I hate broccoli. I hated it when I was a kid; I will hate it till the day I die.
The story goes back about 17 years ago. My mother was trying to get me and my kid brother to eat broccoli.
We DID NOT want to eat any broccoli!
No matter what she tried – broccoli parantha (Indian stuffed bread), broccoli burgers, broccoli sandwiches – nothing, absolutely nothing – absolutely nothing with broccoli in it – would get past our gullet.
I think she was just at the cusp on completely giving up on her dream of feeding us oodles of broccoli when one fine day, I think it was happenstance, when while we were eating our lunch she kept two plates – moderately filled – of boiled broccoli and said the magic words – “let’s see who can finish the broccoli first”, and lo! the taste of broccoli (or rather the lack of it) did not matter anymore, all that mattered was that I crushed my (kid) brother at eating broccoli! I was the master broccoli eater!
What my mother had knowingly or unknowingly done, was use a very basic tenet of gamification and turned an otherwise undesirable activity of – eating broccoli – into an enjoyable task.
Having said that, a lot of times when I use the word gamification in a conversation, especially in work environment, many assume, what I am talking about, is converting the task at hand into a game – and that couldn’t be farther from the truth!
Gamification is not about turning work into a game, it is – according to me – it is in fact a tool that can help you break the monotony of work in office, train your employees in various skill sets and engage customers through well designed loyalty programs. Gamification can help you break down tasks, target specific goals and develop certain habits. Gamification is a great tool to aid you in changing even cultural nuances at workplace or even at home.
The basic tenets of gamification are defined as the PBLs – Points, Badges and Levels. I will not go into them in detail as I want to talk more about the psychology aspect of game design and not the mechanics (will try to cove the same in another article):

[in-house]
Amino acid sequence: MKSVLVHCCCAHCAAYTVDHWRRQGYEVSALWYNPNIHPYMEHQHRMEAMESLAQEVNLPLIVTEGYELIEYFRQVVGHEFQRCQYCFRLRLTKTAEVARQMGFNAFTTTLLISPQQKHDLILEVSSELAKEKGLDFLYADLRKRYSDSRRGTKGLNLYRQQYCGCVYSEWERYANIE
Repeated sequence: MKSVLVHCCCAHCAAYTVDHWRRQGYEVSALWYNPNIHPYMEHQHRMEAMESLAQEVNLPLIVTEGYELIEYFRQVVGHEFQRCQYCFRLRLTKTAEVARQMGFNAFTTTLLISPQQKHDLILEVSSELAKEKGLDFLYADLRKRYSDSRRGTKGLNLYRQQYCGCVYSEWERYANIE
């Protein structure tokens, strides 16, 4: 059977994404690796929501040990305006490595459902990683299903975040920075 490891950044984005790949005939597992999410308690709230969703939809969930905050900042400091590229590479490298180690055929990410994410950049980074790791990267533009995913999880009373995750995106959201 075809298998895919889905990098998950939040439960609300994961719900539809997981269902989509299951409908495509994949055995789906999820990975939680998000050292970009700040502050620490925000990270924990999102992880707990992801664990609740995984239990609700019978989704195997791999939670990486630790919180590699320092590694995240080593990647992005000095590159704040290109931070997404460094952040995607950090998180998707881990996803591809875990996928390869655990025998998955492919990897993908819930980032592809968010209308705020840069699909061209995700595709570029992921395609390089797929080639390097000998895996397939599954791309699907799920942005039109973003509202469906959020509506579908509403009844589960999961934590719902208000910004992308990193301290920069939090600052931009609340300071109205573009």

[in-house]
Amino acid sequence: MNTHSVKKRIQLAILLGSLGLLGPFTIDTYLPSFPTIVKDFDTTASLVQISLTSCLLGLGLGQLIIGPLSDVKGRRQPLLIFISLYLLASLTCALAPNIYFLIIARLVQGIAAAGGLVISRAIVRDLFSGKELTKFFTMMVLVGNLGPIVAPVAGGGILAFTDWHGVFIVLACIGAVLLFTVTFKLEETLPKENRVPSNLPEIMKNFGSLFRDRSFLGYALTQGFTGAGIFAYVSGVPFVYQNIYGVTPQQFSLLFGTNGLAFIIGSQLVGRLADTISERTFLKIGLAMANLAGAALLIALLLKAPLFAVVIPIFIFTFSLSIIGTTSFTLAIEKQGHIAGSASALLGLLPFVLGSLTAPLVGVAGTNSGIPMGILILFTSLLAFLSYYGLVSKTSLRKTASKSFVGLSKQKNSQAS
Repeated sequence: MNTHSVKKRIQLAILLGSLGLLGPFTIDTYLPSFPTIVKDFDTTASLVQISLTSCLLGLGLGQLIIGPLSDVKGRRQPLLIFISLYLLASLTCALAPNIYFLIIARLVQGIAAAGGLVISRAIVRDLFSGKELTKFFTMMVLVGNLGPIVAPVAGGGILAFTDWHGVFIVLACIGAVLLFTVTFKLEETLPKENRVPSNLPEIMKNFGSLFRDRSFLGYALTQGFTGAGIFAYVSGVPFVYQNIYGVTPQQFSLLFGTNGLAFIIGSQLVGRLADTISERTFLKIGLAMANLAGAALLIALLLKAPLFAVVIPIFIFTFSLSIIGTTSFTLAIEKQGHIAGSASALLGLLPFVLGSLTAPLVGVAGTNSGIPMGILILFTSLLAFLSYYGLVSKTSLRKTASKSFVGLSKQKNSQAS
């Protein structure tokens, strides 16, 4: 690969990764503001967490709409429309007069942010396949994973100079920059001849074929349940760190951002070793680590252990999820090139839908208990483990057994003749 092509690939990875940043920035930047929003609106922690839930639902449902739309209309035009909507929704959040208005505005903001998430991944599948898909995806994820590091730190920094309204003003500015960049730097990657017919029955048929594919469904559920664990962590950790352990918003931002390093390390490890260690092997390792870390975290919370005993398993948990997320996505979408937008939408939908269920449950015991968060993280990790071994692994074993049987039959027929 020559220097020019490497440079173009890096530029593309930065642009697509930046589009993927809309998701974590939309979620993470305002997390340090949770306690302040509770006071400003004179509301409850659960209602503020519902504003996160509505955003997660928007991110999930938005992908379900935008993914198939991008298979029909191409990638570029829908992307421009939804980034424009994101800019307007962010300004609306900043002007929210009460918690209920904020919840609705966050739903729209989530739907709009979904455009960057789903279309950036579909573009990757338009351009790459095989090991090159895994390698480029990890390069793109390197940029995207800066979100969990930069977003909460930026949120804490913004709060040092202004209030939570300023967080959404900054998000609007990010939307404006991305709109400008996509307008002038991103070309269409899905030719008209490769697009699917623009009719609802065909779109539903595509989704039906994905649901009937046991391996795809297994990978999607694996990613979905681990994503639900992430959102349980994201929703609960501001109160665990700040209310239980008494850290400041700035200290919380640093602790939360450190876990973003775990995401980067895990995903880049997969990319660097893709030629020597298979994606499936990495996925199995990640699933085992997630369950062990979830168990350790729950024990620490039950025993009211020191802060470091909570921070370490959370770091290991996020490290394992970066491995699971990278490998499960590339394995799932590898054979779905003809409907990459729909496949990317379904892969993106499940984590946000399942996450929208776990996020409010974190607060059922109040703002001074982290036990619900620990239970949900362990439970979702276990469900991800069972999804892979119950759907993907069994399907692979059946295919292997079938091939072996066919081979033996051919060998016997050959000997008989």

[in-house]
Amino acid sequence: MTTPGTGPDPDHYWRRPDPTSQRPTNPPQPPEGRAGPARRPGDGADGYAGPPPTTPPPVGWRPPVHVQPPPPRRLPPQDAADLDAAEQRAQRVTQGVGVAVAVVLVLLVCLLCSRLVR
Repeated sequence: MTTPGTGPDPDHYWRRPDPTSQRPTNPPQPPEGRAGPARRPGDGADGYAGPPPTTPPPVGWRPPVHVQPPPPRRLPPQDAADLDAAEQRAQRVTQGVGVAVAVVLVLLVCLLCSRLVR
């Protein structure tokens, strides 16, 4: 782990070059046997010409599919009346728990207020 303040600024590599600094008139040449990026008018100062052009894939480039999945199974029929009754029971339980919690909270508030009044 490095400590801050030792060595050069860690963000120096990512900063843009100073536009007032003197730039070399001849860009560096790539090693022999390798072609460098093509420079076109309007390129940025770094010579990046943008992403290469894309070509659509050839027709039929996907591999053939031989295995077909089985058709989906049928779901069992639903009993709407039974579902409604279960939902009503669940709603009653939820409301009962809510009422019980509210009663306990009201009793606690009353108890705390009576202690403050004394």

Points: reward specific actions that you want you audience to take – eating healthy, posting a review, purchase, etc
Achievement Badges: these are given on reaching a milestone or completing a unique task – someone who has referred 5 of his friends to your restaurant/outlet gets a ‘master referrer badge’
Mastery Levels: these are given players to show their current prowess in the game. how much better or worse they are than their friends/peers from their social circle in the ‘game world’.
Apart from these there are, what I call, sub-mechanics in the game – experience points, progress bars, leader-boards, etc which enrich the game experience for the participants
A good example is the gamified review mechanism for a very commonly used site called Tripadvisor. A site used world-over by people for posting travel reviews about hotels, restaurants, tourist destinations et all.
Tripadvisor has a gamification based reviewer program call the ‘TripCollective’. Here a screenshot of my Tripcollective dashboard:
Its quite easy to pick out obvious game design elements from the screenshot. The PBLs are all present, total points, a progress bar, etc.
While Tripadvisor’s use of gamification is not as extensive as many other brands it is simple and effective. That to me is the right model.
Gamification is not something that will completely alter your user experience it will ‘enhance’ the current experience. The basics have to be right, one simply has to google ‘failed gamification models’ to come across a ton of them. Models that failed due to complex game mechanics, wrong targeting or just due to being too hard.
Being a foodie, I cannot resist using a food analogy here – gamification is like cinnamon, it will enhance the taste in some cases but might not go well with everything and too much of it is definitely not recommended.
On second thought I might write an article on ‘what to avoid when gamifying’ to further explore the other side!